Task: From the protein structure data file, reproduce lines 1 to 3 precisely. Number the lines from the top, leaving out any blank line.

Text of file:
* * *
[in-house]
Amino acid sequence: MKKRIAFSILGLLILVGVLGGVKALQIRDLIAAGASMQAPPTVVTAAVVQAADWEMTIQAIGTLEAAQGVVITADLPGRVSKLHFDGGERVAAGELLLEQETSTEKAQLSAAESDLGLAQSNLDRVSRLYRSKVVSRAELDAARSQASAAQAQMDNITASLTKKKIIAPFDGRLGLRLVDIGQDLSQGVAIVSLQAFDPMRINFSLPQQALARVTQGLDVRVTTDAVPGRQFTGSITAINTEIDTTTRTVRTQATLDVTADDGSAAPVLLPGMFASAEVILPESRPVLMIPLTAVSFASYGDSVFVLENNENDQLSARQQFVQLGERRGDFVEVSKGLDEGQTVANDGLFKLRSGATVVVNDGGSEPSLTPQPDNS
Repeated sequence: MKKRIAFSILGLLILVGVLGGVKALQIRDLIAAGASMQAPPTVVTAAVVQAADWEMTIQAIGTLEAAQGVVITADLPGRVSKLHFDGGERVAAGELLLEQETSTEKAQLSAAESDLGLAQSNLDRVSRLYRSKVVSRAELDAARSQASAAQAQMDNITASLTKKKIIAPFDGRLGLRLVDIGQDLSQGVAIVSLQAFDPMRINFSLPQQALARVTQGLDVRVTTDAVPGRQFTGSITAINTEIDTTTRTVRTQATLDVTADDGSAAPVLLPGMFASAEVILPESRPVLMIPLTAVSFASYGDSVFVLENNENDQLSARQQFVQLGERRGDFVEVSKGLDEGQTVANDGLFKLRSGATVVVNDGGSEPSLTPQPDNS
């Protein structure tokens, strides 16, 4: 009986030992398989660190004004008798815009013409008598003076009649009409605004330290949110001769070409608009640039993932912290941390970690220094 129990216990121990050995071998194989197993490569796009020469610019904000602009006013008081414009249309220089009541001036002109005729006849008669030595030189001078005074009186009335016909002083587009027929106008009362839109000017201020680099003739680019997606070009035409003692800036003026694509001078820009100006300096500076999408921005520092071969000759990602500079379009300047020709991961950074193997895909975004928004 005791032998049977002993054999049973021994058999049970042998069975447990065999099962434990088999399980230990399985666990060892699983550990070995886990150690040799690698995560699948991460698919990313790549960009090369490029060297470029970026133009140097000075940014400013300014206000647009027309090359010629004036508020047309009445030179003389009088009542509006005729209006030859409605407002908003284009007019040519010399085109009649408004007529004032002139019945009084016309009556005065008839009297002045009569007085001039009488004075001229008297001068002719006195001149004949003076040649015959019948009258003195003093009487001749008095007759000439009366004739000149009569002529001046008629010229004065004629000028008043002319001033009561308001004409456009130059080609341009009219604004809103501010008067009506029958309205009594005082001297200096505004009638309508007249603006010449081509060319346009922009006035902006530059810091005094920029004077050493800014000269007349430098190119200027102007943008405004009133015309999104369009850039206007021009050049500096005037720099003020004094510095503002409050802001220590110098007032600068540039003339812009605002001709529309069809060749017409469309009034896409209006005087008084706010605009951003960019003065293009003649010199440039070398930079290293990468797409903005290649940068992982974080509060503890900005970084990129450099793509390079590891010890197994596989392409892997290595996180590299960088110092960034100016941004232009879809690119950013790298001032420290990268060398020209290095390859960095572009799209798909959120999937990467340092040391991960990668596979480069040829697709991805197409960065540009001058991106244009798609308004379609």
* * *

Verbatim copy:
[in-house]
Amino acid sequence: MKKRIAFSILGLLILVGVLGGVKALQIRDLIAAGASMQAPPTVVTAAVVQAADWEMTIQAIGTLEAAQGVVITADLPGRVSKLHFDGGERVAAGELLLEQETSTEKAQLSAAESDLGLAQSNLDRVSRLYRSKVVSRAELDAARSQASAAQAQMDNITASLTKKKIIAPFDGRLGLRLVDIGQDLSQGVAIVSLQAFDPMRINFSLPQQALARVTQGLDVRVTTDAVPGRQFTGSITAINTEIDTTTRTVRTQATLDVTADDGSAAPVLLPGMFASAEVILPESRPVLMIPLTAVSFASYGDSVFVLENNENDQLSARQQFVQLGERRGDFVEVSKGLDEGQTVANDGLFKLRSGATVVVNDGGSEPSLTPQPDNS
Repeated sequence: MKKRIAFSILGLLILVGVLGGVKALQIRDLIAAGASMQAPPTVVTAAVVQAADWEMTIQAIGTLEAAQGVVITADLPGRVSKLHFDGGERVAAGELLLEQETSTEKAQLSAAESDLGLAQSNLDRVSRLYRSKVVSRAELDAARSQASAAQAQMDNITASLTKKKIIAPFDGRLGLRLVDIGQDLSQGVAIVSLQAFDPMRINFSLPQQALARVTQGLDVRVTTDAVPGRQFTGSITAINTEIDTTTRTVRTQATLDVTADDGSAAPVLLPGMFASAEVILPESRPVLMIPLTAVSFASYGDSVFVLENNENDQLSARQQFVQLGERRGDFVEVSKGLDEGQTVANDGLFKLRSGATVVVNDGGSEPSLTPQPDNS